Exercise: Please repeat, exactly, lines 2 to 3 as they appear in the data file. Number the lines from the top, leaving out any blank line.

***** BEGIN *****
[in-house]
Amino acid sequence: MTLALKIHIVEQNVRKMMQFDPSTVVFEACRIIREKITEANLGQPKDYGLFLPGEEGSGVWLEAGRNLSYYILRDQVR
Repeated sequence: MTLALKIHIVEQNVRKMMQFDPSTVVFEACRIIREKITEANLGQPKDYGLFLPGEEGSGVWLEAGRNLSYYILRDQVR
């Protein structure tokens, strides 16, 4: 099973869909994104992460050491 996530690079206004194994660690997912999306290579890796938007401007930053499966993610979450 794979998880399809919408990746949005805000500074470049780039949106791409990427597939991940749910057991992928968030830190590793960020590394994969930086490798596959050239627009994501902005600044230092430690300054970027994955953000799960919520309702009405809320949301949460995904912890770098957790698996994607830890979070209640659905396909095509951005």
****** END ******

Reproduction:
Amino acid sequence: MTLALKIHIVEQNVRKMMQFDPSTVVFEACRIIREKITEANLGQPKDYGLFLPGEEGSGVWLEAGRNLSYYILRDQVR
Repeated sequence: MTLALKIHIVEQNVRKMMQFDPSTVVFEACRIIREKITEANLGQPKDYGLFLPGEEGSGVWLEAGRNLSYYILRDQVR